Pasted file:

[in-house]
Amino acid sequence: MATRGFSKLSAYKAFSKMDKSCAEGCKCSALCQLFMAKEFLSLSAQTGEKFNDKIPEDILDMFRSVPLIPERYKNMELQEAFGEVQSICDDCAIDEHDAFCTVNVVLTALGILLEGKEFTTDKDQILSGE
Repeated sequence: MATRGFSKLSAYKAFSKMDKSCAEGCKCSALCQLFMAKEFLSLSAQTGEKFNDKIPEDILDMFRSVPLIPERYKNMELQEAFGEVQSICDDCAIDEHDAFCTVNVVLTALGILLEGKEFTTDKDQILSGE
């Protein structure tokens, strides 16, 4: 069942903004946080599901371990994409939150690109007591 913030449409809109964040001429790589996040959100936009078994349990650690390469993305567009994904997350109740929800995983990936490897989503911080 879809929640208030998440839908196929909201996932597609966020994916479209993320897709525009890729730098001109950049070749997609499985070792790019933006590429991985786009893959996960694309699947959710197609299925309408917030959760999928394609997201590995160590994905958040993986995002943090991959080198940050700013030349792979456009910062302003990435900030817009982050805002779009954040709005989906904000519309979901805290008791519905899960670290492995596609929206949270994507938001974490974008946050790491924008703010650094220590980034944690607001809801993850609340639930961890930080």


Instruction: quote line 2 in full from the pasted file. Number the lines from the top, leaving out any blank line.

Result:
Amino acid sequence: MATRGFSKLSAYKAFSKMDKSCAEGCKCSALCQLFMAKEFLSLSAQTGEKFNDKIPEDILDMFRSVPLIPERYKNMELQEAFGEVQSICDDCAIDEHDAFCTVNVVLTALGILLEGKEFTTDKDQILSGE